"When Kane came out in script form, Orson told all of us about the picture and said that the most important aspect was the makeup," Seiderman recalled. "I felt that I was being given an assignment that was unique — so I worked accordingly. And there was a lot of work to do. Straight makeups were done in the makeup department by staff, but all the trick stuff and the principal characters were my personal work; nobody else ever touched them. They could not have handled it."[53]:46

Seiderman developed a thorough plan for aging the principal characters, first making a plaster cast of the face of each of the actors who aged, except Joseph Cotten who was unavailable at that time. He made a plaster mold of Welles's body down to the hips.[53]:46

"My sculptural techniques for the characters' aging were handled by adding pieces of white modeling clay, which matched the plaster, onto the surface of each bust," Seiderman told visual arts historian Norman Gambill. When Seiderman achieved the desired effect he cast the clay pieces in a soft plastic material[53]:46 that he formulated himself.[122]:20 These appliances were then placed onto the plaster bust and a four-piece mold was made for each phase of aging. The castings were then fully painted and paired with the appropriate wig for evaluation.[53]:46–47

Before the actors went before the cameras each day, the pliable pieces were applied directly to their faces to recreate Seiderman's sculptural image. Welles was allergic to Max Factor's gum, so Seiderman invented an alternative that also photographed more realistically.[53]:46 The facial surface was underpainted in a flexible red plastic compound;[53]:43 Cotten recalled being instructed to puff out his cheeks during this process. Later, seeing the results in the mirror, Cotten told Seiderman, "I am acting the part of a nice old gentleman, not a relief map of the Rocky Mountains." Seiderman replied, "You'd be surprised at what the camera doesn't see unless we place it within its view. How about some more coffee?"[64]:43

The red ground resulted in a warmth of tone that was picked up by the sensitive panchromatic film. Over that was applied liquid greasepaint, and then finally a colorless translucent talcum.[53]:42–43 Seiderman created the effect of skin pores on Kane's face by stippling the surface with a negative cast he made from an orange peel.[53]:42, 47

Welles was just as heavily made up as young Kane as he was for old Kane, and he often arrived on the set at 2:30 a.m.[7]:69 Application of the sculptural make-up for the oldest incarnation of the character took three-and-a-half hours. The make-up included appliances to age Welles's shoulders, breast and stomach.[122]:19–20 "In the film and production photographs, you can see that Kane had a belly that overhung," Seiderman said. "That was not a costume, it was the rubber sculpture that created the image. You could see how Kane's silk shirt clung wetly to the character's body. It could not have been done any other way."[53]:46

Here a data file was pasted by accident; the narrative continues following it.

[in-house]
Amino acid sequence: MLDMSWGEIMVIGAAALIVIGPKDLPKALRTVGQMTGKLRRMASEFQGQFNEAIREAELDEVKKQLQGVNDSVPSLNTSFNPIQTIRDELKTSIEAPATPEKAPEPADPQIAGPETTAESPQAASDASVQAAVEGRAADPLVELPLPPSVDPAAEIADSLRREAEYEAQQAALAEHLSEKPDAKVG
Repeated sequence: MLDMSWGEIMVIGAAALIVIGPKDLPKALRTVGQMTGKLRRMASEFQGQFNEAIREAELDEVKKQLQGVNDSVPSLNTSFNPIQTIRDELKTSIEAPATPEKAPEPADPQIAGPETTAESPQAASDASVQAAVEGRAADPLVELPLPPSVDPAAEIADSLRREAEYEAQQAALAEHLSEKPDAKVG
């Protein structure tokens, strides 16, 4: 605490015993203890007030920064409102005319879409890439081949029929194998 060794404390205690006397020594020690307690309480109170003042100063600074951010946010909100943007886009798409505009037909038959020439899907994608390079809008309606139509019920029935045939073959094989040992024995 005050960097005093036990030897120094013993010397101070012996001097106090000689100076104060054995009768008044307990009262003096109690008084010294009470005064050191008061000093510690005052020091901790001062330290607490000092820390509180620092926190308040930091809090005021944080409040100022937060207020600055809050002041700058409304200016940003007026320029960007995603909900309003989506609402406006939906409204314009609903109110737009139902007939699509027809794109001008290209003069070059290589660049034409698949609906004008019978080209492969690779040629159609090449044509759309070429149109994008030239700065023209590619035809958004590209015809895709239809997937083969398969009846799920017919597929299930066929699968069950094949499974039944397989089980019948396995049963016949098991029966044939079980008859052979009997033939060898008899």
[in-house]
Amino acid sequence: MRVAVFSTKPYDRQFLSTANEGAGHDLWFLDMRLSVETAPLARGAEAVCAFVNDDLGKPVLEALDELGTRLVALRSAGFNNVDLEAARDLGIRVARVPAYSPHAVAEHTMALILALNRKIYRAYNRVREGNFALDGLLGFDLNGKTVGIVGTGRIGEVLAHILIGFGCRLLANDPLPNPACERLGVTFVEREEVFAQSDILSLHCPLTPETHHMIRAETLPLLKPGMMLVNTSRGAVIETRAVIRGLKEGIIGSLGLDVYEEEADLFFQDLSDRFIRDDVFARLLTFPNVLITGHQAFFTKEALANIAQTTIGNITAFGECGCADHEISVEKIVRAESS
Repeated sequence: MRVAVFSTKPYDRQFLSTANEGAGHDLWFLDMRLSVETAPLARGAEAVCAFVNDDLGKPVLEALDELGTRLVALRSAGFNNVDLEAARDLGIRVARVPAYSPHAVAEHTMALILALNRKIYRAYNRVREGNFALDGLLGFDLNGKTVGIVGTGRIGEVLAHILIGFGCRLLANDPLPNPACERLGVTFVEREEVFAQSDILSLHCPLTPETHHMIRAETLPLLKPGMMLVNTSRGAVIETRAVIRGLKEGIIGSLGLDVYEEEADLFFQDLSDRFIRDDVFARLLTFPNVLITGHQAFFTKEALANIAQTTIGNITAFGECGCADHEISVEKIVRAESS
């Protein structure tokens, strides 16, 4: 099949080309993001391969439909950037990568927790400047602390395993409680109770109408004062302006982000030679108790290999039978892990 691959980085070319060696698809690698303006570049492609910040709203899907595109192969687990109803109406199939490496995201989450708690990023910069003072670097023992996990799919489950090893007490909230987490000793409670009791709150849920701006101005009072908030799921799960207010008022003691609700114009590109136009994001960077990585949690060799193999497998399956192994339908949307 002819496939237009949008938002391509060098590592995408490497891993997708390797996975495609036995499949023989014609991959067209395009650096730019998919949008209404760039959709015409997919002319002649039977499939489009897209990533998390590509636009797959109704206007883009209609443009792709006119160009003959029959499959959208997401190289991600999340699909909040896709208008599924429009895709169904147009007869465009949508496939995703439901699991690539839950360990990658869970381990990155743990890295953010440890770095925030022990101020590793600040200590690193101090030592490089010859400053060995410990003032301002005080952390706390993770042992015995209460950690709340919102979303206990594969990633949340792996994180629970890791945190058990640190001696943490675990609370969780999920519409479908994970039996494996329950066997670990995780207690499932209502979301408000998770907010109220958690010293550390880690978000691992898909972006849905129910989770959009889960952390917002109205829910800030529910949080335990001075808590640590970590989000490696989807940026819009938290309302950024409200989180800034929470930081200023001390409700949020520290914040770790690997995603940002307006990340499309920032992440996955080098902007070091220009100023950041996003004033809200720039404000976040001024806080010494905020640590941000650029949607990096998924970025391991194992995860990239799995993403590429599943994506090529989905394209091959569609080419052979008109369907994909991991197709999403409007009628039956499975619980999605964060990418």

Seiderman worked with Charles Wright on the wigs. These went over a flexible skull cover that Seiderman created and sewed into place with elastic thread. When he found the wigs too full he untied one hair at a time to alter their shape. Kane's mustache was inserted into the makeup surface a few hairs at a time, to realistically vary the color and texture.[53]:43, 47

Seiderman made scleral lenses for Welles, Dorothy Comingore, George Coulouris and Everett Sloane, to dull the brightness of their young eyes. The lenses took a long time to fit properly, and Seiderman began work on them before devising any of the other makeup. "I painted them to age in phases, ending with the blood vessels and the Aurora Senilis of old age."[53]:47[ab]

"Cotten was the only principal for whom I had not made any sculptural casts, wigs or lenses," Seiderman said. When Cotten's old-age scenes needed to be shot out of sequence due to Welles's injured ankle, Seiderman improvised with appliances made for Kane's make-up. A sun visor was chosen to conceal Cotten's low hairline[53]:47–48 and the lenses he wore — hastily supplied by a Beverly Hills ophthalmologist — were uncomfortable.[64]:44–45

Seiderman's tour de force, the breakfast montage, was shot all in one day. "Twelve years, two years shot at each scene," he said. "Please realize, by the way, that a two-year jump in age is a bit harder to accomplish visually than one of twenty years."[53]:47

As they did with art direction, the major studios gave screen credit for make-up to only the department head. When RKO make-up department head Mel Berns refused to share credit with Seiderman, who was only an apprentice, Welles told Berns that there would be no make-up credit. Welles signed a large advertisement in the Los Angeles newspaper:[53]:48[122]:22

THANKS TO EVERYBODY WHO GETS SCREEN CREDIT FOR "CITIZEN KANE" AND THANKS TO THOSE WHO DON'T TO ALL THE ACTORS, THE CREW, THE OFFICE, THE MUSICIANS, EVERYBODY AND PARTICULARLY TO MAURICE SEIDERMAN, THE BEST MAKE-UP MAN IN THE WORLD[122]:20